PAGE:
Anyone who remains indifferent to the perpetual inflation in campaign spending in America is exactly the kind of person holding this country back. In a recent article found in the Observer Reporter (Washington, PA), Barbara S. Miller and Linda M. Ritzer co-wrote that “The two candidates vying to fill the unexpired term of the late U.S. Rep. John Murtha in a May special election spent well over $1 million each on the effort.”
Why is that kind of spending so necessary? The fact also begs the question: Is political involvement merely viewing slander ads for several weeks up until the last few days before the election?
People close to me often respond to my political instigation with doubts about my own effort, reducing me to simply a contemptuous writer that talks the talk, but, well, you know the rest.
I was in Pittsburgh last fall for the G-20 Summit. I drove to the trolley station in South Hills, and it took me near the Blvd of the Allies. Following a map I got close to the Convention Center, only to be turned away by an out-of-state cop who was surprised that I had gotten so far. I walked through the destitute Hill District, up hill, in 90 degree weather. I stopped in a local Dollar General for a bottle of water. The cashier, an African-American who seemed roughly my age, told me to “be safe.”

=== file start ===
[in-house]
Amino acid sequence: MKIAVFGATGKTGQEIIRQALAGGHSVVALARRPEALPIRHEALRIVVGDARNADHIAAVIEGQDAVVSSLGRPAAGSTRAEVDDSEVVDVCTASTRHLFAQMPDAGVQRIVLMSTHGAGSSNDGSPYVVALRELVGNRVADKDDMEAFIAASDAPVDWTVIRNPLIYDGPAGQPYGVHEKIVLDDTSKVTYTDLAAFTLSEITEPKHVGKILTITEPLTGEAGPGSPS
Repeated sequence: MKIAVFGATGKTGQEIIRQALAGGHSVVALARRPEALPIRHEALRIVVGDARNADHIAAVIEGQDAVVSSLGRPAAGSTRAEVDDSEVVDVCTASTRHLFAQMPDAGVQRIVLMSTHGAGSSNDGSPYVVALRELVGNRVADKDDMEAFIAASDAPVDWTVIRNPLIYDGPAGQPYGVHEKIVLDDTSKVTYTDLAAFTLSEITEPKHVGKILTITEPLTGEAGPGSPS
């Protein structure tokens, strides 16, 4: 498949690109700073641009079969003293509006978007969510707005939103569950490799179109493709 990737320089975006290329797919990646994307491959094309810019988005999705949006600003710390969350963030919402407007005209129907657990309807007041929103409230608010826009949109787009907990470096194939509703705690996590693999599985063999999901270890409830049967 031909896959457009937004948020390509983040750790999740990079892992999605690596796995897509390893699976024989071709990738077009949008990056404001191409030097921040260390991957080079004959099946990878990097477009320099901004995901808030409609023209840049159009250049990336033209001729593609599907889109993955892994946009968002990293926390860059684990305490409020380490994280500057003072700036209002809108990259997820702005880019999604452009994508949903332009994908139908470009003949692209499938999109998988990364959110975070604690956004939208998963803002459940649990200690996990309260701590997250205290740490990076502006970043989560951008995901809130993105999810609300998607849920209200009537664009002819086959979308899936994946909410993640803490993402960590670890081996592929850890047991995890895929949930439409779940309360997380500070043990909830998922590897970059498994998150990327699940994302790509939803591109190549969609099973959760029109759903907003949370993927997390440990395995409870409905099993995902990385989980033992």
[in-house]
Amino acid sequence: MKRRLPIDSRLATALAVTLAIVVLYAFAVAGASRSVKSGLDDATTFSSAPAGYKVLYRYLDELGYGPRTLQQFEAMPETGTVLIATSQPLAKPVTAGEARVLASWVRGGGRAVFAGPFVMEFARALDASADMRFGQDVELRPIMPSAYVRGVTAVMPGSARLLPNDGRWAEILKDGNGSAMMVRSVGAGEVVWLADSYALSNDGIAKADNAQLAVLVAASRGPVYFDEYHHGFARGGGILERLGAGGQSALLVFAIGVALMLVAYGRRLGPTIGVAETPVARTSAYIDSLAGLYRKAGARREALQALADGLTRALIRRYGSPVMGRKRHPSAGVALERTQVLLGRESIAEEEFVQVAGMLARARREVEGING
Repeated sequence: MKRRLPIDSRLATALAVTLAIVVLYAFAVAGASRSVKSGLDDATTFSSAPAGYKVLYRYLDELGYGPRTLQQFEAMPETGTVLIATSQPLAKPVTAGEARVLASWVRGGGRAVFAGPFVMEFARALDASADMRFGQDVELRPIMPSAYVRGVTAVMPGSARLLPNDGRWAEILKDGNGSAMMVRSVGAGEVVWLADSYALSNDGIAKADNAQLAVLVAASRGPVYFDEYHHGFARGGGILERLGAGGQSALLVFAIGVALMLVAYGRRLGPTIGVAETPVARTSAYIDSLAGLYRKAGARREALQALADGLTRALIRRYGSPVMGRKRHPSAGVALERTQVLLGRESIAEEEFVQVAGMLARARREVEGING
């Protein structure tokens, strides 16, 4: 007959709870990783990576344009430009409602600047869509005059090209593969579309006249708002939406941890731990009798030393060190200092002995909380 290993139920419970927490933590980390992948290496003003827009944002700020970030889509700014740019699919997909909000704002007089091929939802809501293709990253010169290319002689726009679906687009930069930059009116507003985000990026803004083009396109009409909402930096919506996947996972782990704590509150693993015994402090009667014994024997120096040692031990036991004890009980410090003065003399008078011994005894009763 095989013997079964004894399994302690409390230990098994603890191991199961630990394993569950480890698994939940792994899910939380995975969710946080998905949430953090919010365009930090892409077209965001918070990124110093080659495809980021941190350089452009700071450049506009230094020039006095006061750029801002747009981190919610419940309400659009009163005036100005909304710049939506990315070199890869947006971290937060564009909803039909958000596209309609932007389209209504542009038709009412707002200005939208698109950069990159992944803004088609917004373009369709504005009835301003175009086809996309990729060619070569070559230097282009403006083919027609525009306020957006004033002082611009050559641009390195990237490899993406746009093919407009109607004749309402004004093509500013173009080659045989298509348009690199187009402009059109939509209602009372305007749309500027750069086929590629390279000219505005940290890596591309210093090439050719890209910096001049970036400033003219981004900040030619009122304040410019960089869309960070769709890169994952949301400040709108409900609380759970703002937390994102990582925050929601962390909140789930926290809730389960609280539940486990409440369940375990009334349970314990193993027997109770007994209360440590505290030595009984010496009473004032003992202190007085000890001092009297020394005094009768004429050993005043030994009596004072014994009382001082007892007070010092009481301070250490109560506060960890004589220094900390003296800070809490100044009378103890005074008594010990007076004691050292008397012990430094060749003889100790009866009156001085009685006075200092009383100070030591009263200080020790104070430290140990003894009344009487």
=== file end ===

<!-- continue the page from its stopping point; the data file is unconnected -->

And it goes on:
On I went, passing the local NAACP office which looked like it had been abandoned ten years earlier. The only establishments that were open a few blocks past the Dollar General were bars. I saw senior citizens sitting outside who probably have lived in the Hill District since they were born. And I saw guys either my age or a little older that I was, frankly, a little wary of.
I was in the part of the city that every city in America has, and ignores unless there’s been a murder or robbery that the local news reports. It’s the kind of area that cried out for help, or at the very least, understanding from mainstream America when Grandmaster Flash & the Furious Five released the music video for “The Message.” And now it’s the area exploited by Hip-Hop, and left to die through the mechanisms of modern day capitalism.
I reached the Monumental Baptist Church for “The Bail Out the People Movement” and witnessed a slew of anarchists preparing for their march. The air smelled of body odor and clothes that had been worn, but not washed for days. I stayed behind when the marchers left, and joined a tent of organizers who were discussing the past protests they had been a part of. An African-American man, probably in his 50’s & presumably local, started to talk. He wore sharp, black cowboy boots. He was outspoken, and a little temperamental, but it was easy to see he had seen and experienced a lot in his life. When he first spoke, a female organizer who seemed to be the host of the forum, politely admitted, “I’m sorry, I didn’t get your name.” The old man responded bluntly, “I didn’t give it.” Still, they shared in experience with cities in California: the woman as an organizer; the old man as a worker in a service sector that’s now eluded me.
I had lunch with the organizers of the “Bail Out the People Movement” in the basement of the church. I shared in many of my desires for our country with a middle-aged woman, one of the key organizers. We talked about the need for single payer health care, and she divulged that she’s been involved & organizing for decades. 25 years old I was, and it was the most politically involved I had ever gotten.